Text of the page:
Links to research manuscripts may be found below.
Feizi, A., Tucker, A., Berry Jaeker, J., & Baker, W. (2021). To Batch or Not to Batch? Impact of Admission Batching on Emergency Department Boarding Time and Physician Productivity, Under 3rd revision at Operations Research [link SSRN]
Abstract: We study the behavior of batching by discretionary workers in the first stage of a two-tier queuing system, and explore the trade-off it causes between their productivity and second stage wait times. Specifically, we focus on the behavior of batching admissions by emergency department (ED) physicians. Using data from a large hospital, we show that the probability of batching admissions is increasing in the hour of an ED physician's shift, and that batched patients experience a 4.6% longer delay from hospital admission to receiving an inpatient bed. Using a mediation analysis we show that this effect is partially due to the increase in the coefficient of variation of inpatient bed-requests caused by batching. However, we also find that batching admissions is associated with an average of 11.4% more patients seen in a shift, and a 2.5 minute reduction a physician's average throughput time. An important implication of our work is that workers may induce delays in downstream stages, caused by practices that increase their productivity.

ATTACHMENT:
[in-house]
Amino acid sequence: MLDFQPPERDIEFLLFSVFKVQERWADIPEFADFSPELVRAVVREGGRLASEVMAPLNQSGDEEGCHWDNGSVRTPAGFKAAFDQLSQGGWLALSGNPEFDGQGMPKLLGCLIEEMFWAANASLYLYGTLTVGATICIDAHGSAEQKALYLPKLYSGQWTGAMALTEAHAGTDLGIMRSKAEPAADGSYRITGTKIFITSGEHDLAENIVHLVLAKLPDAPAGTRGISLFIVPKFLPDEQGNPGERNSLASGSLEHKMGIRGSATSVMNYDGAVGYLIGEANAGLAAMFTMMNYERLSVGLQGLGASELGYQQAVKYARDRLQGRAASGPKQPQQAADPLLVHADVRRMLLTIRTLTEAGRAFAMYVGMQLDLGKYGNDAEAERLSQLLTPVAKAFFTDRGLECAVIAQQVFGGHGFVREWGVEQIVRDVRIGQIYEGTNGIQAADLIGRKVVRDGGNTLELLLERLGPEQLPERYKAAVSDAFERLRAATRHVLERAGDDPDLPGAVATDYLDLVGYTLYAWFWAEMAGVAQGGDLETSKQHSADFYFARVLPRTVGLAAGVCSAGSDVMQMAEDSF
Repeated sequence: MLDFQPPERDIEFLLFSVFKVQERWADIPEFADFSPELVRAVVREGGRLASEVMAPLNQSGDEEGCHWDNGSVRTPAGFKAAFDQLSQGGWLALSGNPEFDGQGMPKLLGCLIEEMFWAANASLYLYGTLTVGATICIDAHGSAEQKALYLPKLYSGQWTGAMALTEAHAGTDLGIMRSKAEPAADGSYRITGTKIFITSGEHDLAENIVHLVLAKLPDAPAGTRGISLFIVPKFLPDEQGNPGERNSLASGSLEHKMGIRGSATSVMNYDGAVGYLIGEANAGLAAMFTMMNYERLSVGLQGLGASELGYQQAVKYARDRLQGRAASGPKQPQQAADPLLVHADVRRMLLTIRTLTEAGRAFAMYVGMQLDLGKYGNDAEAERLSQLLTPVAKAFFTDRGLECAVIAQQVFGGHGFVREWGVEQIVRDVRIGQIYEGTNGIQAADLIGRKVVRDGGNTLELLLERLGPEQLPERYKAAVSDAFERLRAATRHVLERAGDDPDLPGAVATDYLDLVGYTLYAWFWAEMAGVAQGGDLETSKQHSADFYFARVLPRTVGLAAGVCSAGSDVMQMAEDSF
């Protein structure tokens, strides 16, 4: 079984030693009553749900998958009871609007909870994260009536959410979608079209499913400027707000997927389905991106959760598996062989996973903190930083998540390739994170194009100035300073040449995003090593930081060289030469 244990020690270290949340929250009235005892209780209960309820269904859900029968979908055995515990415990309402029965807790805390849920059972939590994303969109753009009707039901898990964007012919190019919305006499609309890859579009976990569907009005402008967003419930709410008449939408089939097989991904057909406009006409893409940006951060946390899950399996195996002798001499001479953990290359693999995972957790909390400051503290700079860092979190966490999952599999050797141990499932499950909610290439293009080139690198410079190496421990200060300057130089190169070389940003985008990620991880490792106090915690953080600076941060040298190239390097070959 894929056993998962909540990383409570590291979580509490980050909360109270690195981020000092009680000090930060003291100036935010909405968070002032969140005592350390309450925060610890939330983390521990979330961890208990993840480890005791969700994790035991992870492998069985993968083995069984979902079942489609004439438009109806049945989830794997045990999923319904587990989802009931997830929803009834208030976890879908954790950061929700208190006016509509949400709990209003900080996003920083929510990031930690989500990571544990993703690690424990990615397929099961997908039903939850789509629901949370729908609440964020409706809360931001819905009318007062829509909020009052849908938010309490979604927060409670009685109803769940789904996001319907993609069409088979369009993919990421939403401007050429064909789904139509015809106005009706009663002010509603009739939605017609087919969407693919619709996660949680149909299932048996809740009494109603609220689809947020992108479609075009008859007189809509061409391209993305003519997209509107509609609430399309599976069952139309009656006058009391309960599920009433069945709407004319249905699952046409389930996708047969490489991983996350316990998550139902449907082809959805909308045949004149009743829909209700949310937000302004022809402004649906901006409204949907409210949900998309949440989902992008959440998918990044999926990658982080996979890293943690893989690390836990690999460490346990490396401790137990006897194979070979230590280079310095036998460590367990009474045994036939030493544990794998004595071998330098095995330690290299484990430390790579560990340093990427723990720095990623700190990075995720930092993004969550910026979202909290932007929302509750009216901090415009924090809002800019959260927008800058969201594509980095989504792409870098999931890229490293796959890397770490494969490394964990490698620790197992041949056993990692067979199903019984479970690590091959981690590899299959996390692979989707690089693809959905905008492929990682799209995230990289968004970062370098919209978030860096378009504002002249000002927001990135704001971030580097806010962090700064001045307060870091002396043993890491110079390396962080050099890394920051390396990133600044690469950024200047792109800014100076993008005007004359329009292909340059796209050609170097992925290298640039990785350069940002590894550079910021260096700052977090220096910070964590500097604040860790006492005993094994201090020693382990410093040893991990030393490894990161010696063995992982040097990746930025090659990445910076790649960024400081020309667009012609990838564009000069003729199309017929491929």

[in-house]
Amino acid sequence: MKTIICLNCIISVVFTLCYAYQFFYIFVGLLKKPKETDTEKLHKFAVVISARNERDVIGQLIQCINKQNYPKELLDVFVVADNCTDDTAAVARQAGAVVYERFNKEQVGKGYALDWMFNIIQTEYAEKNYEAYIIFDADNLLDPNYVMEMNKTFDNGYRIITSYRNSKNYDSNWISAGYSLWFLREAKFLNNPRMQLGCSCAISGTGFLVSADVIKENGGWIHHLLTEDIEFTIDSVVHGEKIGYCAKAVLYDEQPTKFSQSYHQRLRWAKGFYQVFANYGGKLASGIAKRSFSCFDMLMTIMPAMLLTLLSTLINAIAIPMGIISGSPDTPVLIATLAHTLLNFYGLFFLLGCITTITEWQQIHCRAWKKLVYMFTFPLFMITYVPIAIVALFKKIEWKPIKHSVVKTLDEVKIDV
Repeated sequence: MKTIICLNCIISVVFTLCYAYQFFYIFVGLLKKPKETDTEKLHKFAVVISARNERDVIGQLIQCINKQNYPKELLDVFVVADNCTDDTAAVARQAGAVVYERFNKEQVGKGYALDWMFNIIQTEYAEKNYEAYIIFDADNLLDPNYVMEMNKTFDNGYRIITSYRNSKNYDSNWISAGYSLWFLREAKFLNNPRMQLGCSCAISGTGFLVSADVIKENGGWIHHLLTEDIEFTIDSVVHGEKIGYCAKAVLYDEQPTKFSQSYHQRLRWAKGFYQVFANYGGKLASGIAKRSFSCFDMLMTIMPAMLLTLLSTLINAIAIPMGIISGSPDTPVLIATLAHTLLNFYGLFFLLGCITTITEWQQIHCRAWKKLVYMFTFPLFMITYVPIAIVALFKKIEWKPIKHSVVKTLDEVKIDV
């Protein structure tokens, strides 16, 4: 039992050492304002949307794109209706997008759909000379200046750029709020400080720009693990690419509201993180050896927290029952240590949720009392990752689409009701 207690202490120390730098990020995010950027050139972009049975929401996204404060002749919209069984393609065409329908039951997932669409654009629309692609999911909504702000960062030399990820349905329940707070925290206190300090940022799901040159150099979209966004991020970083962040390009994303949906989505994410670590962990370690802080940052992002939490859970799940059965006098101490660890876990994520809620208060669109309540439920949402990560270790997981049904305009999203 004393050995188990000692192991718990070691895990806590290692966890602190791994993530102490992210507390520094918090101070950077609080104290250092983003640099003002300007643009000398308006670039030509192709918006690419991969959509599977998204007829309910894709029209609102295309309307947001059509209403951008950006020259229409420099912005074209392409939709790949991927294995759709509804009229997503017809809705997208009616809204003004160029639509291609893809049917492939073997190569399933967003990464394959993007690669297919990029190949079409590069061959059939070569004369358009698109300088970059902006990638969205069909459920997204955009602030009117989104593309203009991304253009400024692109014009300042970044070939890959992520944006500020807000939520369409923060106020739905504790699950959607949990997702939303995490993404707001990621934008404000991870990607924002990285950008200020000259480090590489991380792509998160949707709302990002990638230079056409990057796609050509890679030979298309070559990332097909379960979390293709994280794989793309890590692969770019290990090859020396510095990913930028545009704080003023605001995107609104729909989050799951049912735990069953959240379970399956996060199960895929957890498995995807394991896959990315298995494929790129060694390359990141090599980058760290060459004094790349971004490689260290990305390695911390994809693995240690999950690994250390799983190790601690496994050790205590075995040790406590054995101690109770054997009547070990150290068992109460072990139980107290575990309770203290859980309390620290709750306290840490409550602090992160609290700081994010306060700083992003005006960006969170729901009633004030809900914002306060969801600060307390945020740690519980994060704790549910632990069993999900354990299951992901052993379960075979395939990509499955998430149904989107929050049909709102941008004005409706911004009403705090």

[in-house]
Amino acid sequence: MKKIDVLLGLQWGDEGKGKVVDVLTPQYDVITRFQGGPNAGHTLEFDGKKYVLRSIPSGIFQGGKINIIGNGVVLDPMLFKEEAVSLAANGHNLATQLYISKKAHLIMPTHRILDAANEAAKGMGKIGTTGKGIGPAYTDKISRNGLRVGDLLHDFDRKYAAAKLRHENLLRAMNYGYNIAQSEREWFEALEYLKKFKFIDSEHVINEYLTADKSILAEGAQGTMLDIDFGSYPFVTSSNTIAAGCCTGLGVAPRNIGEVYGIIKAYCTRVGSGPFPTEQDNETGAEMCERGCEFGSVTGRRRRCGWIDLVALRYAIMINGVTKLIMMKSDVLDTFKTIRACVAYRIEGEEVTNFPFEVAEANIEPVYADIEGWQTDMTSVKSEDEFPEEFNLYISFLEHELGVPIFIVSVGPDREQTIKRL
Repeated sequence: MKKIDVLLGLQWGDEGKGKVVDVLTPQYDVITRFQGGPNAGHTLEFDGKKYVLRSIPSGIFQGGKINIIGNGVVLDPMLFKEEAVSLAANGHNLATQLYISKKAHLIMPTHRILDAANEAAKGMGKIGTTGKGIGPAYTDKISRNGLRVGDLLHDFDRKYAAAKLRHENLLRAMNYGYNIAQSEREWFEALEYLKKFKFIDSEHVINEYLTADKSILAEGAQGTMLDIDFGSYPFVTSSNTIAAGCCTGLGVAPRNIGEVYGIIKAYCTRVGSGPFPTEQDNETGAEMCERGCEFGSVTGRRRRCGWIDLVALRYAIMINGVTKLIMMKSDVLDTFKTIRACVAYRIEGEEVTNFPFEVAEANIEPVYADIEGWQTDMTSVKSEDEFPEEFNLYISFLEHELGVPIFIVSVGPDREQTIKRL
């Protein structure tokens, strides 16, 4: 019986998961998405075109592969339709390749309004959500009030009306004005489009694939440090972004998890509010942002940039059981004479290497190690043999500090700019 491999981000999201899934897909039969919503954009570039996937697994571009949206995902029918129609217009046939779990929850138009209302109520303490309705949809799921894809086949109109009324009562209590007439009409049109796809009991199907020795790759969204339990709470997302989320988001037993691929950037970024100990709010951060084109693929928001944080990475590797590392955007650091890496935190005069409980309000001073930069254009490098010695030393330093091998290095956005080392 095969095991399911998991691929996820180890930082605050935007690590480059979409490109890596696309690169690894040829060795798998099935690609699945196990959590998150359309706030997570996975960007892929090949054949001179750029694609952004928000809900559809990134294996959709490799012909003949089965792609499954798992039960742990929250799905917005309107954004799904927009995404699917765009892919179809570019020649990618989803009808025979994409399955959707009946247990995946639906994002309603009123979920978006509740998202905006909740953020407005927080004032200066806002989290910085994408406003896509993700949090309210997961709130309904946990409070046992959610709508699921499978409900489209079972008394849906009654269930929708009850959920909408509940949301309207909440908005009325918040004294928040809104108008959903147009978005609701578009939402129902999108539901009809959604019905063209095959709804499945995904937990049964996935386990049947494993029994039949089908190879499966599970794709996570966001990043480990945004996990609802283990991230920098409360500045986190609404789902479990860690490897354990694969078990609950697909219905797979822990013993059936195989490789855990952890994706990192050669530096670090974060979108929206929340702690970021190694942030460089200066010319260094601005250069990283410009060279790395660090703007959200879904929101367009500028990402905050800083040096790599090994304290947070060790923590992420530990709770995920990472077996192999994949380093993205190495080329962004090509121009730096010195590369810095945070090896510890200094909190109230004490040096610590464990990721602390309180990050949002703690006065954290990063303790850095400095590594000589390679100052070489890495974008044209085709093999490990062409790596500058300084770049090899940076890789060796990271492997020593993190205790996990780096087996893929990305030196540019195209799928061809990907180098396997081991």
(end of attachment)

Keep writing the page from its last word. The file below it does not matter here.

Feizi, A., Baker, W. (2021). Limits of Capacity Flexibility: Impact of Hallway Placement on Patient Flow and Quality of Care in the Emergency Department [link SSRN]
Abstract: A common practice in busy emergency departments (EDs) is to admit patients from the waiting area to hallway beds as the regular beds fill up. Using data from a large ED, we first perform a causal analysis to quantify the impact of hallway placement on wait times and quality of care, defined by ED length of stay (LOS) and likelihood of adverse outcomes. We find that patients placed in a hallway bed experience a 20 minute (28%) lower door-to-doctor time (delay from arrival to first being seen by a caregiver). This reduction is 50 minutes (76%) for low-acuity patients who are treated in a fast-track area, which is isolated from the rest of the ED. However, hallway patients experience an average of 25 minutes (16.1%) and 18 minutes (9.2%) longer disposition time, and LOS, respectively. Moreover, we find that hallway patients are 20% more likely to experience an adverse outcome. Next, we perform a counterfactual analysis using a data-driven simulation of the ED to find better hallway usage policies. We find that a pooling policy, where hallway beds are used only if all regular beds are full, has the greatest impact on reducing wait times albeit at the cost of slightly higher hallway utilization. Also, too little or too much wait tolerance for rooming patients may result in under- or over-utilization of the hallway space, both of which are detrimental to ED average throughput times and wait times.